Resources Newsletter Archive Issue 13, April 2001

Issue 13, April 2001

  • Plan Backward From Your Goal

Making The Hours of Your Life Worth More™

Issue # 13
Plan Backward From Your Goal


ARTICLE SUMMARY: In difficult circumstances, our view of "reality" can make obstacles to reaching our goals appear insurmountable. Planning backward from your goal is offered as a strategy to use when you feel trapped and can't see a way out. It can enable you to create new possibilities for achieving your most important goals.



Ellen Ostrow, Ph.D., Editor
Ellen is the founder of™ Personal and Career Coaching for Lawyers Determined to Achieve Professional Success AND a Fulfilling Life



Most attorneys -- especially women -- live impossibly busy lives. Finding a balance between work and life without sacrificing professional success, deciding on the best practice area or work setting, and making career transitions can be a daunting task, even for the most gifted and accomplished lawyer.

Just as every person deserves the best possible legal counsel, every attorney deserves professional, dedicated support in accomplishing her most important goals. You know how hard you've worked to get where you are -- you serve others, both personally and professionally. You've earned the right to both career success and a fulfilling life.

This newsletter is intended to help you create a satisfying life -- within, or outside of -- legal practice.


Plan Backward From Your Goal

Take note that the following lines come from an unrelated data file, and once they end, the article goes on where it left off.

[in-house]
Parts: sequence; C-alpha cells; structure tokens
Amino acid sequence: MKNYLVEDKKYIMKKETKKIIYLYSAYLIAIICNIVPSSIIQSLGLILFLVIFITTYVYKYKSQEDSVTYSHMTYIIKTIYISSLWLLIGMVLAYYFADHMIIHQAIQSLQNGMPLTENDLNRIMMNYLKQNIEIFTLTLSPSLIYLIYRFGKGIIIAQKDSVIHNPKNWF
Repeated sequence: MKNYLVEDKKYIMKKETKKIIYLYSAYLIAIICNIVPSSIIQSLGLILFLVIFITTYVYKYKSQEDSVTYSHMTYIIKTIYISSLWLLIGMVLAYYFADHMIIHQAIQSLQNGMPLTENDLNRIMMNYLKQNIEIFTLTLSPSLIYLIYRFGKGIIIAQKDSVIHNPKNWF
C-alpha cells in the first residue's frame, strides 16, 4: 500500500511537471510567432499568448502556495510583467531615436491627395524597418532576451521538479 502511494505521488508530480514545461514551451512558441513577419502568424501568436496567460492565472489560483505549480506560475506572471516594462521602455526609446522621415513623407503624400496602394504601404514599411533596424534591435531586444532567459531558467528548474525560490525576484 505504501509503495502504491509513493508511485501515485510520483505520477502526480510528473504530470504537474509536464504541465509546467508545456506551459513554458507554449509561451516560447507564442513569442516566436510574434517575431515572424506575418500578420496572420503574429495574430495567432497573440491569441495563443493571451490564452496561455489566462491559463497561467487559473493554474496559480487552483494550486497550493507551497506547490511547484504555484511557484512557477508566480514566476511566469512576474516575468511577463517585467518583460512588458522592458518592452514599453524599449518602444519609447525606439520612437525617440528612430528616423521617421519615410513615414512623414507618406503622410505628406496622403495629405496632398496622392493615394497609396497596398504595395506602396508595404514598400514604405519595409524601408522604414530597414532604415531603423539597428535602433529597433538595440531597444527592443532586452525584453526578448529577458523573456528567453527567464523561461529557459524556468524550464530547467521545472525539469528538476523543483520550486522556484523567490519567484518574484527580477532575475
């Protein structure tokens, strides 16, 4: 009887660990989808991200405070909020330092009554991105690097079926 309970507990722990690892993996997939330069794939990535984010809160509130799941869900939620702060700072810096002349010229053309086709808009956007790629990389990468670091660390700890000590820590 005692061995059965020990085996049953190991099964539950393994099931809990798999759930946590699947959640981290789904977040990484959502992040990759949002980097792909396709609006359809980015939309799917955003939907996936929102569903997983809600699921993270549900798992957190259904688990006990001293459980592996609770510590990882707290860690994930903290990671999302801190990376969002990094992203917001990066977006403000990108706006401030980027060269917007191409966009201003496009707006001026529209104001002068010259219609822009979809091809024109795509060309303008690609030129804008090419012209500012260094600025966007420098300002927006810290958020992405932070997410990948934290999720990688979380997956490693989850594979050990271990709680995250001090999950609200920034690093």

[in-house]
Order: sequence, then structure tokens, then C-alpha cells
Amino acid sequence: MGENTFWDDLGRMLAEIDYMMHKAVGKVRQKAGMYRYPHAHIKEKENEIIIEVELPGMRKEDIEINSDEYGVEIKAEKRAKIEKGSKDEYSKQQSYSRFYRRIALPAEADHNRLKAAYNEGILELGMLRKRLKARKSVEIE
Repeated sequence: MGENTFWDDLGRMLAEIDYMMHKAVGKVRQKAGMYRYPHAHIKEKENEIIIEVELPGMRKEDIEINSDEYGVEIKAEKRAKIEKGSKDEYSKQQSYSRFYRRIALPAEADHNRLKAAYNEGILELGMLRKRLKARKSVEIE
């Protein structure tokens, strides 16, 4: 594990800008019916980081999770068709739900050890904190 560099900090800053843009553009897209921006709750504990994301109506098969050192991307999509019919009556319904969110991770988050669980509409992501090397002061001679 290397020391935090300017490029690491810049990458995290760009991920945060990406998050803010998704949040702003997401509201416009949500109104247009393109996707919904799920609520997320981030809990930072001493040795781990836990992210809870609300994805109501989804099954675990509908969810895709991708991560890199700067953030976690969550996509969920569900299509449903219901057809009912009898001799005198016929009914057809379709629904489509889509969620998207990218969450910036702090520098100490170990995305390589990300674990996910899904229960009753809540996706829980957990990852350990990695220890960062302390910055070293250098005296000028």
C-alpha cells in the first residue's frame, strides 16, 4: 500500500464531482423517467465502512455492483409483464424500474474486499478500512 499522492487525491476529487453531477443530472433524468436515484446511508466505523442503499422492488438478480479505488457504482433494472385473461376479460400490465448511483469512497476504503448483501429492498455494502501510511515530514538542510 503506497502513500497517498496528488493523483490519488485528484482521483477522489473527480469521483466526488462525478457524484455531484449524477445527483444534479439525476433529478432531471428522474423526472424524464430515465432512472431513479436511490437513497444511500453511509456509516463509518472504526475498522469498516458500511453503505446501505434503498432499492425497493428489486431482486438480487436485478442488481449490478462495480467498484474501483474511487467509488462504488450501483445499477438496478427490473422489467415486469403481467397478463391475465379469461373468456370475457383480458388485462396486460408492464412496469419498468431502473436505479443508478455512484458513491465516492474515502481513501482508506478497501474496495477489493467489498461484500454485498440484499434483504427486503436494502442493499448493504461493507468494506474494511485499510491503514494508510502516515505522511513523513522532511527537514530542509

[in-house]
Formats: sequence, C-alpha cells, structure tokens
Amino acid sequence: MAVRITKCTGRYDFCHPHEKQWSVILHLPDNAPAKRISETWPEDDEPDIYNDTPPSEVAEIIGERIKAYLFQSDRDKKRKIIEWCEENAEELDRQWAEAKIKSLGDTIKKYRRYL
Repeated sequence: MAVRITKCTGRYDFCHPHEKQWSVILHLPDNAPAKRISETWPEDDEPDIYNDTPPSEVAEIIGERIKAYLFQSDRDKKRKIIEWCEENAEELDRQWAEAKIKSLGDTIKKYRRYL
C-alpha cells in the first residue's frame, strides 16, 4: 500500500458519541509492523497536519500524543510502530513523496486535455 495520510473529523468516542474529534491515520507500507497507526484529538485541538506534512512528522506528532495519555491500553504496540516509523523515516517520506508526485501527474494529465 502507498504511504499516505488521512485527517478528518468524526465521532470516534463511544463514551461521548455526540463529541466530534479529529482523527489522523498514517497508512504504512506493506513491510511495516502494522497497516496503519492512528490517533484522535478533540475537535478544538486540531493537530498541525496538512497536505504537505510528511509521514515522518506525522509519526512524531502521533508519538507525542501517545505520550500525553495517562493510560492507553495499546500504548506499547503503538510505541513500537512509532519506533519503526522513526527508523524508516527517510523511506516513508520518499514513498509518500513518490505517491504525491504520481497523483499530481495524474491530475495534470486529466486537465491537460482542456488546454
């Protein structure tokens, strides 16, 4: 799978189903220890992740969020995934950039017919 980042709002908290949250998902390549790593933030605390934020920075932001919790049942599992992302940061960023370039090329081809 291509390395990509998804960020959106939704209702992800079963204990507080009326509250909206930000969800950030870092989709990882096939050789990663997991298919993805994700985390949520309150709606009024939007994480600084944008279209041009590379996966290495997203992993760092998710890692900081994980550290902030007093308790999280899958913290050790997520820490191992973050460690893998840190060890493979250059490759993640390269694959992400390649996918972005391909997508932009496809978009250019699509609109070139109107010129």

"We know what we are, not what we may become."

Some people have the wonderful gift of seeing possibilities wherever they look. I recently talked to a businessman who described how he walks around the city and imagines possibilities for the spaces he passes. For instance, he looked into a small grocery and saw a sad merchant, sitting idly on a bench, the shelves full, no customers in the store. Scanning the space, he saw how easily the grocery owner could set up a deli counter. The store was located on a corner surrounded by business and there were few places in the area that served lunch. In his mind, my colleague could imagine employees of nearby businesses coming to the deli to grab a sandwich. People who came for a quick lunch could easily see supplies they'd need for dinner on the grocery's shelves. "Why was the merchant just sitting there?" my associate wondered.

We all know what it's like to be that grocer. We work hard to be successful within our circumstances and means. And sometimes, no matter how hard we try, success eludes us - we feel mired down.

A young attorney recently spoke to me about her difficulties working for two partners who would not work with one another to manage her workload. She'd asked both of them so many times to no avail and didn't know what else to do. Alternative options to open lines of communication were not apparent to her.